Nisga'a knowledge helps scientists create first detailed map of Tseax volcano
Volcano erupted 250 years ago, killing an estimated 2,000 people
A team of B.C. researchers has been able to create the first detailed map of the Tseax Volcano thanks to a combination of scientific data and Indigenous knowledge.
The volcano, located on Nisga'a territory on B.C.'s northwest coast, erupted 250 years ago, making it the second youngest volcanic eruption in Canada. The eruption is believed to have destroyed three villages and to have killed up to 2,000 people.
Researchers from Quest University, Simon Fraser University and the University of British Columbia have been working on the project since 2016, and say one of the key differences in their research compared to others is the use of several generations worth of Indigenous knowledge.
"Those stories gave us a lot of data," researcher Yannick Le Moigne said.
Though the volcano was mapped in 1969, it did not include information about the volcano cone or beds of lava rock; new information from this study shows that the lava plane extends 32 kilometres. When the eruption happened, a large volume of lava flowed quickly, taking out Nisga'a villages along the way.
The map is the just first step in understanding the eruption; Le Moigne said now he will use the maps to learn more about details of the eruption, including how long the eruption lasted and how high the volcanic plume was.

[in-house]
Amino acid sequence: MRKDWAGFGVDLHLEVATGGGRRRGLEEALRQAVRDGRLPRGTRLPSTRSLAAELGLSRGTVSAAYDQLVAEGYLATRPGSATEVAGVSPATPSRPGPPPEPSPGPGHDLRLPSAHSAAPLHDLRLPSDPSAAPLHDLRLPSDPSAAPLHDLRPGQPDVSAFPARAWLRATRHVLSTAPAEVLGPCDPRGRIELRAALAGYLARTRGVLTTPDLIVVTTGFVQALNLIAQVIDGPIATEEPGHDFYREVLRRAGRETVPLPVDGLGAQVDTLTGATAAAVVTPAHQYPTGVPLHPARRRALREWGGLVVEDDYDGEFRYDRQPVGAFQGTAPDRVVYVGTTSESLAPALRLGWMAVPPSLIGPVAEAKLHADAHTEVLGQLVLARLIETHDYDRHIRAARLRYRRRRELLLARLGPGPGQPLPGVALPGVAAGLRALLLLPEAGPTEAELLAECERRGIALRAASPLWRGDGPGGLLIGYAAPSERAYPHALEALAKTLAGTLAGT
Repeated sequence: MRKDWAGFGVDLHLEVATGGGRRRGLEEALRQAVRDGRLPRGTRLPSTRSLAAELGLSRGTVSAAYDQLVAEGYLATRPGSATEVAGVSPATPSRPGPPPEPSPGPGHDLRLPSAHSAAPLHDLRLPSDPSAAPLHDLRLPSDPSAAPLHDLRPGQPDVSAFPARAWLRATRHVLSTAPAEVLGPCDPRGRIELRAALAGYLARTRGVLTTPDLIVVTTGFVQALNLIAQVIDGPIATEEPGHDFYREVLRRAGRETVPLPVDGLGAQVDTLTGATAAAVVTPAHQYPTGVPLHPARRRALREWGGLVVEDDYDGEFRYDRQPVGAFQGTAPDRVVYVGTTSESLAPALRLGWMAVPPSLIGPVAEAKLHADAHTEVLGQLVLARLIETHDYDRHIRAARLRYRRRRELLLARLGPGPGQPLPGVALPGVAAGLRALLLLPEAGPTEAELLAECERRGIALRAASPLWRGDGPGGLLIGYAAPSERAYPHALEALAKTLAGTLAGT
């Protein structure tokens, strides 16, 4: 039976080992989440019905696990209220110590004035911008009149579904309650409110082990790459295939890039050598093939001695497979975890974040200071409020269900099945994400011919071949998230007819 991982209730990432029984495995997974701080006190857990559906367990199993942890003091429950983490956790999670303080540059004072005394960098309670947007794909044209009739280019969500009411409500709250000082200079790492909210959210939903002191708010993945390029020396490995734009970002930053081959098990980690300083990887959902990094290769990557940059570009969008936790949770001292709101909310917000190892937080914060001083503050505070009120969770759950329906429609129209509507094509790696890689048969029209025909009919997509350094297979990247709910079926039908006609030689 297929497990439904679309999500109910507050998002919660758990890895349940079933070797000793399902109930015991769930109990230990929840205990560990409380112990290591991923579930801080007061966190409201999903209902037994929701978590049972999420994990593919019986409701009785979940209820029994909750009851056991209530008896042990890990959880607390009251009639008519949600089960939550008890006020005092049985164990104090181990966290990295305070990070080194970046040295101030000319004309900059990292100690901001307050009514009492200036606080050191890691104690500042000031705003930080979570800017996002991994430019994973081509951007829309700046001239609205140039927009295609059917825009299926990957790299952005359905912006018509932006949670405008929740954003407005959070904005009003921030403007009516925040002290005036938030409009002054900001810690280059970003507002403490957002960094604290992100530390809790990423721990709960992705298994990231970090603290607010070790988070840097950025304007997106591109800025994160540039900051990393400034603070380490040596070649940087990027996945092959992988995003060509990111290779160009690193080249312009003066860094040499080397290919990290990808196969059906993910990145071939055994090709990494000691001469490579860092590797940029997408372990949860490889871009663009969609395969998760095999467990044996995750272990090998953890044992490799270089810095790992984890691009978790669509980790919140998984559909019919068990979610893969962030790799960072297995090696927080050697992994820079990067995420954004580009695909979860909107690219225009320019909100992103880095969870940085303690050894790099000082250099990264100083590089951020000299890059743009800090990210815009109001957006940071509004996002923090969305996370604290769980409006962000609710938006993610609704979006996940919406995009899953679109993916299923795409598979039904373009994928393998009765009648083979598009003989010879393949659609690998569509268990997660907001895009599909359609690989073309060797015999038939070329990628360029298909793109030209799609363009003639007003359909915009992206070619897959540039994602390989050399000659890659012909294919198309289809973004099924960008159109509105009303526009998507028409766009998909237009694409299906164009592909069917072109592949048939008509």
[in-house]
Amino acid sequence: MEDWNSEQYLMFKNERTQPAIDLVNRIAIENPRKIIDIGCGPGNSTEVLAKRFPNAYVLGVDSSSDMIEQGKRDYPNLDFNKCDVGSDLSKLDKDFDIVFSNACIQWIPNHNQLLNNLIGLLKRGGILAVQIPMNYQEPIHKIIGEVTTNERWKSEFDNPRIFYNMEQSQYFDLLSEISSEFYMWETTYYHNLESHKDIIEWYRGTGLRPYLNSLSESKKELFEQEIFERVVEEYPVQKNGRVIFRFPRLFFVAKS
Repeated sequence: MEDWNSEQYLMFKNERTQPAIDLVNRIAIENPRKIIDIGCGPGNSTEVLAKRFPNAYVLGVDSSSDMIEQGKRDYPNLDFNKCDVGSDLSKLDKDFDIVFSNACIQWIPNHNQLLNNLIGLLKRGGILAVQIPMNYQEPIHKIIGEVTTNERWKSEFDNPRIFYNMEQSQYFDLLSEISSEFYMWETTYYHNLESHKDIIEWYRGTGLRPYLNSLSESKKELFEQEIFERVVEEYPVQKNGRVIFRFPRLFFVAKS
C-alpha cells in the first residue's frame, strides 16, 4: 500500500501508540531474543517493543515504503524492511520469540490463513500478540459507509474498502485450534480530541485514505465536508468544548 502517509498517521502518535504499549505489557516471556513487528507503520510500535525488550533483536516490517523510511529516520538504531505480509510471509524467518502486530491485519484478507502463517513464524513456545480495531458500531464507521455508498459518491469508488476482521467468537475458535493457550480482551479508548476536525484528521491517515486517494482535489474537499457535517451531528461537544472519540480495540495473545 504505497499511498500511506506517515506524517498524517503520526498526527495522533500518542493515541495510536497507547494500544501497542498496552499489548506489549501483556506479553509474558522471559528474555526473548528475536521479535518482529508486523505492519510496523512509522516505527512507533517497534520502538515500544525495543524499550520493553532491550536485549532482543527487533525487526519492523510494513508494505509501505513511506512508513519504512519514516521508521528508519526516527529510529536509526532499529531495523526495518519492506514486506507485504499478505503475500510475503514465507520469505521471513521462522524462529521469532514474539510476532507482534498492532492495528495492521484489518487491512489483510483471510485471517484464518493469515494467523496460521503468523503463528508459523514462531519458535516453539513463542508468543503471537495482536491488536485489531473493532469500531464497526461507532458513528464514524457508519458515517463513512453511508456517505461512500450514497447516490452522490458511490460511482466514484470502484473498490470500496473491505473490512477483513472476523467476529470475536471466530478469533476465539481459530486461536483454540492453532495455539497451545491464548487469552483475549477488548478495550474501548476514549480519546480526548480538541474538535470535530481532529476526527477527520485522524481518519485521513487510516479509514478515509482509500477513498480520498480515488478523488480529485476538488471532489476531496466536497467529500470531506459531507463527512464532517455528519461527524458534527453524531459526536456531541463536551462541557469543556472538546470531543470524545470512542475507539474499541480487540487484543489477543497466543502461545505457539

"It's by understanding previous eruptions that we will be able to understand future eruptions," Le Moigne said.
The Tseax volcano is located on a volcanic belt, which stretches 1,200 kilometres to Alaska and contains more than 100 other volcanoes. It will also help researchers understand other eruptions in the area, Le Moigne said.
Though oral histories don't use scientific terms, Le Moigne said the events recorded orally by local First Nations match what typically happens with these types of volcanoes.
Le Moinge, who is from France, said that spending time with the Nisga'a people gave him and his team the opportunity to learn about how they lived before the eruption, and it impacted the way their people live now.
"I think it's very important to include those Indigenous stories," he said.
He said the use of Indigenous knowledge in conjunction with science is a unique practice in North America, but, hopefully, it will influence collaboration between scientific and Indigenous communities in the future.
CBC requested a comment from the Nisga'a Lisims Government, but did not hear back before deadline.
With files from Matt Allen